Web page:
The English Language Programs’ Tests
The TOEFL and IELTS Academic Module are useful in the admission process, but even the most challenging tasks on standardized tests cannot simulate the sustained language demands of a rigorous degree program. Students who earn a high standardized test score may still need English language support from the English Language Programs (ELP) in order to engage with their program to the best of their intellectual ability. Even students who enter WashU with strong English language skills may benefit from professional development opportunities designed by the ELP for highly proficient nonnative English speakers.
The ELP offers three in-house exams to assess students’ English language proficiency in relation to the ELP’s courses and other services. The exams are the Graduate Composition Exam, the Graduate Listening & Speaking Exam, and the ELP TA exam.
Graduate Composition Exam
This exam takes 90 minutes. Students read and summarize a text about an academic topic and write an argumentative essay in response to the exam’s instructions. Students also complete a brief survey about their experience and comfort level with academic reading and writing in English. Based on a student’s demonstrated skill level in writing and survey responses, the ELP may recommend that the student take an ELP reading/writing course or may find that the student needs no ELP coursework. Writing is assessed based on fluency of expression, clarity, development of ideas, organization, grammatical accuracy, and adherence to U.S. standards of academic integrity. Graduate Composition Exams administered on campus are administered in a pen-and-paper format. For students arriving in January 2016, this exam will be offered online in Blackboard as well as on campus.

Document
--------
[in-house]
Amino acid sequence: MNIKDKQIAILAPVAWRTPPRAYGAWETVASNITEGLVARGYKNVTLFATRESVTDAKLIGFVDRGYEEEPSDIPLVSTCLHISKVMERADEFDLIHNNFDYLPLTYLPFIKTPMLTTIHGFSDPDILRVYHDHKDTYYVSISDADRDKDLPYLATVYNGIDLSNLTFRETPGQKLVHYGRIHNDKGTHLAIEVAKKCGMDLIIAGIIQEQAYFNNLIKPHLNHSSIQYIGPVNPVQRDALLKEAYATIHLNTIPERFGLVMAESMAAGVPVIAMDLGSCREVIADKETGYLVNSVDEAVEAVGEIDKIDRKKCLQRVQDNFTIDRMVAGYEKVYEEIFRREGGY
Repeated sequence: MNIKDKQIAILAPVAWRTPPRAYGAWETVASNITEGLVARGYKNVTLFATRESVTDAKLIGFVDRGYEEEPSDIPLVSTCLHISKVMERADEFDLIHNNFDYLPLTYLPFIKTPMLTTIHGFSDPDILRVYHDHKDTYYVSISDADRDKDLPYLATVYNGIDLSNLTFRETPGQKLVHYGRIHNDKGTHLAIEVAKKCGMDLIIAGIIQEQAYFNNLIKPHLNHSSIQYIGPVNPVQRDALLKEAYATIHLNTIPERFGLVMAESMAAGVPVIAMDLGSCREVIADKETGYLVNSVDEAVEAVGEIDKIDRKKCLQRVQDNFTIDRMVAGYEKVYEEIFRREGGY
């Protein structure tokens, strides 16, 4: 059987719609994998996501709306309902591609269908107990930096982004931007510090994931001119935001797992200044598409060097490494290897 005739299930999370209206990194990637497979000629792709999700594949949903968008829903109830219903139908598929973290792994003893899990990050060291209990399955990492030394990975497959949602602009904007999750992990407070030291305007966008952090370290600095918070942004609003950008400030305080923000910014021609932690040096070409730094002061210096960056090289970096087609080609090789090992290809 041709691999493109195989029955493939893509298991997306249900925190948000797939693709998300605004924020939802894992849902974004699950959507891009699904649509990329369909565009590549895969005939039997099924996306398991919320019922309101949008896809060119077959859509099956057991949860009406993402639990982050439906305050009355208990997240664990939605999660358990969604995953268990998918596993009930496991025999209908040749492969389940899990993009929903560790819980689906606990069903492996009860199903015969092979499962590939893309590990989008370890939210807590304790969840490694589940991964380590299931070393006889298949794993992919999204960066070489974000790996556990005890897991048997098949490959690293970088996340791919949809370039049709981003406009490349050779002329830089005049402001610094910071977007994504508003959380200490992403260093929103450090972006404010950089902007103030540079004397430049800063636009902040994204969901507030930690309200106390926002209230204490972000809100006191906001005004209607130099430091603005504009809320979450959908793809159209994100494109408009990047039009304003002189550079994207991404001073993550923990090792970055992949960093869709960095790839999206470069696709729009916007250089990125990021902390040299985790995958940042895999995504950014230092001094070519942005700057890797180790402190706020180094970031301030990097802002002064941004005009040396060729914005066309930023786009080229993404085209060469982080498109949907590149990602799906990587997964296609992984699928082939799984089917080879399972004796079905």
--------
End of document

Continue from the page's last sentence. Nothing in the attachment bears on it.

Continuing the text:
If your department has required that you take the Graduate Composition Exam, the Office for International Students & Scholars (OISS) will send you a letter with your visa documents informing you of this requirement.
Graduate Listening & Speaking Exam
This exam takes 15 minutes. Students complete a one-on-one interview with an ELP instructor. In the first part of the interview, students participate in a conversation about their personal and academic interests, and about their comfort level with hearing and speaking English in various settings. In the second part, students listen to a recording about an academic topic, then discuss the topic with the examiner. Based on a student’s demonstrated skill level in listening and speaking and his/her perceived needs, the ELP may recommend that he or she take an ELP listening/speaking course or may find that the student needs no ELP coursework. Listening and speaking are assessed based on ability to answer questions about the recording, fluency of expression, clarity, development of ideas, grammatical accuracy, and pronunciation.
If your department has required that you take the Graduate Listening & Speaking Exam, OISS will send you a letter with your visa documents informing you of this requirement.
- The Graduate Listening & Speaking Exam is different from the ELP TA Exam. New students should take only one of these oral exams upon arrival depending on if/when their department expects to appoint them as teaching assistants.
- Undergraduate degree students do not normally take either of these exams
- Undergraduate exchange students may be asked to take the Listening & Speaking Exam
- Undergraduates may be required to take the English Department’s Writing Placement Exam (WPE). If the English Department requires or recommends that you take the exam, the Writing 1 Office will notify you before your arrival at Washington University. For further information about the WPE, see the information about the WPE on the College Writing website.